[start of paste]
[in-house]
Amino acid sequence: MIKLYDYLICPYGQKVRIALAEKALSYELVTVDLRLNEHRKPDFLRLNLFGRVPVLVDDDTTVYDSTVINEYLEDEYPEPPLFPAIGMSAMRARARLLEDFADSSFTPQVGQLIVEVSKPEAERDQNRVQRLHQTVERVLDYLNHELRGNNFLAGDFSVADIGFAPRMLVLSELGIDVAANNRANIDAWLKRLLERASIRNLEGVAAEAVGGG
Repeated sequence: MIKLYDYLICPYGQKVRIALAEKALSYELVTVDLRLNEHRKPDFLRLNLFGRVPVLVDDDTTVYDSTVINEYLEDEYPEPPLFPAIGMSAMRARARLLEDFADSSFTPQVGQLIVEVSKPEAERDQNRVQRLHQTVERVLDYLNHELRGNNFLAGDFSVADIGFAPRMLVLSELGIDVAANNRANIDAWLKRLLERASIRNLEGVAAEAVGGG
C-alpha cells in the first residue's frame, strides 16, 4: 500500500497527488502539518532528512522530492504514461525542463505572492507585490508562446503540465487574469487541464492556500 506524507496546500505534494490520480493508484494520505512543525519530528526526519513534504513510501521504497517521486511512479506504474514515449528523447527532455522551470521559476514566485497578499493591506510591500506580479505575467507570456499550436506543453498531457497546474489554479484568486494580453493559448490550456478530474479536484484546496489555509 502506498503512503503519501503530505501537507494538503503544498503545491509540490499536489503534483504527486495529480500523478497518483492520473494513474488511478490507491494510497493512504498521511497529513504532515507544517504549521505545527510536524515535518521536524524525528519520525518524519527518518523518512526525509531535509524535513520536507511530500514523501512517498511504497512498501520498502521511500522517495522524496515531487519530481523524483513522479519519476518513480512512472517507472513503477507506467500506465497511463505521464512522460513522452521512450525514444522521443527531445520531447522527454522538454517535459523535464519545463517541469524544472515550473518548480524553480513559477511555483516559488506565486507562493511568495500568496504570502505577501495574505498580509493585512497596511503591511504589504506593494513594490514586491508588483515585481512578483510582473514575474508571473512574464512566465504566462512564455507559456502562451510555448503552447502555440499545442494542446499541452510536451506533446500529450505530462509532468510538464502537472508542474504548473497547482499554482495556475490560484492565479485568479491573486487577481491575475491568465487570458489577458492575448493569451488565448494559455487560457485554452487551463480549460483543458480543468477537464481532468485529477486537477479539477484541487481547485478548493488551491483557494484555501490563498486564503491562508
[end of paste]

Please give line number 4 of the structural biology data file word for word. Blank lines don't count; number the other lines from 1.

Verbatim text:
C-alpha cells in the first residue's frame, strides 16, 4: 500500500497527488502539518532528512522530492504514461525542463505572492507585490508562446503540465487574469487541464492556500 506524507496546500505534494490520480493508484494520505512543525519530528526526519513534504513510501521504497517521486511512479506504474514515449528523447527532455522551470521559476514566485497578499493591506510591500506580479505575467507570456499550436506543453498531457497546474489554479484568486494580453493559448490550456478530474479536484484546496489555509 502506498503512503503519501503530505501537507494538503503544498503545491509540490499536489503534483504527486495529480500523478497518483492520473494513474488511478490507491494510497493512504498521511497529513504532515507544517504549521505545527510536524515535518521536524524525528519520525518524519527518518523518512526525509531535509524535513520536507511530500514523501512517498511504497512498501520498502521511500522517495522524496515531487519530481523524483513522479519519476518513480512512472517507472513503477507506467500506465497511463505521464512522460513522452521512450525514444522521443527531445520531447522527454522538454517535459523535464519545463517541469524544472515550473518548480524553480513559477511555483516559488506565486507562493511568495500568496504570502505577501495574505498580509493585512497596511503591511504589504506593494513594490514586491508588483515585481512578483510582473514575474508571473512574464512566465504566462512564455507559456502562451510555448503552447502555440499545442494542446499541452510536451506533446500529450505530462509532468510538464502537472508542474504548473497547482499554482495556475490560484492565479485568479491573486487577481491575475491568465487570458489577458492575448493569451488565448494559455487560457485554452487551463480549460483543458480543468477537464481532468485529477486537477479539477484541487481547485478548493488551491483557494484555501490563498486564503491562508